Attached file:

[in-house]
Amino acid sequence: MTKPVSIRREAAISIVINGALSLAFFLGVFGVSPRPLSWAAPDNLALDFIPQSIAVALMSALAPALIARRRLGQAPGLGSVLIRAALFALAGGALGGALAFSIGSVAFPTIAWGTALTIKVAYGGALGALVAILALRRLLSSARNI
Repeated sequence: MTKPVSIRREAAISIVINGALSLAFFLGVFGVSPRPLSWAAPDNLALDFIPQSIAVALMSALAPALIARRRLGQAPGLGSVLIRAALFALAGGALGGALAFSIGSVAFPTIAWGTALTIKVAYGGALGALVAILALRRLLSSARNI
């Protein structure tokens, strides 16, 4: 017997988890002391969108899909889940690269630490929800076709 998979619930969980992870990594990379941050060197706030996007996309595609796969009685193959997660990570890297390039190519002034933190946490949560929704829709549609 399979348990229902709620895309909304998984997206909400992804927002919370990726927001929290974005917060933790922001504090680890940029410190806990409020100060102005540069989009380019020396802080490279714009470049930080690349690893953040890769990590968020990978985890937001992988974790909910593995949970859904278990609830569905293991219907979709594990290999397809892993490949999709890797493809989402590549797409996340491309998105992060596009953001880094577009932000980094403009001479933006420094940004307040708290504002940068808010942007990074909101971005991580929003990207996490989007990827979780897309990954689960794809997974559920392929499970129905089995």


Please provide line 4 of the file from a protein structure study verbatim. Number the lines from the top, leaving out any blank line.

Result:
């Protein structure tokens, strides 16, 4: 017997988890002391969108899909889940690269630490929800076709 998979619930969980992870990594990379941050060197706030996007996309595609796969009685193959997660990570890297390039190519002034933190946490949560929704829709549609 399979348990229902709620895309909304998984997206909400992804927002919370990726927001929290974005917060933790922001504090680890940029410190806990409020100060102005540069989009380019020396802080490279714009470049930080690349690893953040890769990590968020990978985890937001992988974790909910593995949970859904278990609830569905293991219907979709594990290999397809892993490949999709890797493809989402590549797409996340491309998105992060596009953001880094577009932000980094403009001479933006420094940004307040708290504002940068808010942007990074909101971005991580929003990207996490989007990827979780897309990954689960794809997974559920392929499970129905089995």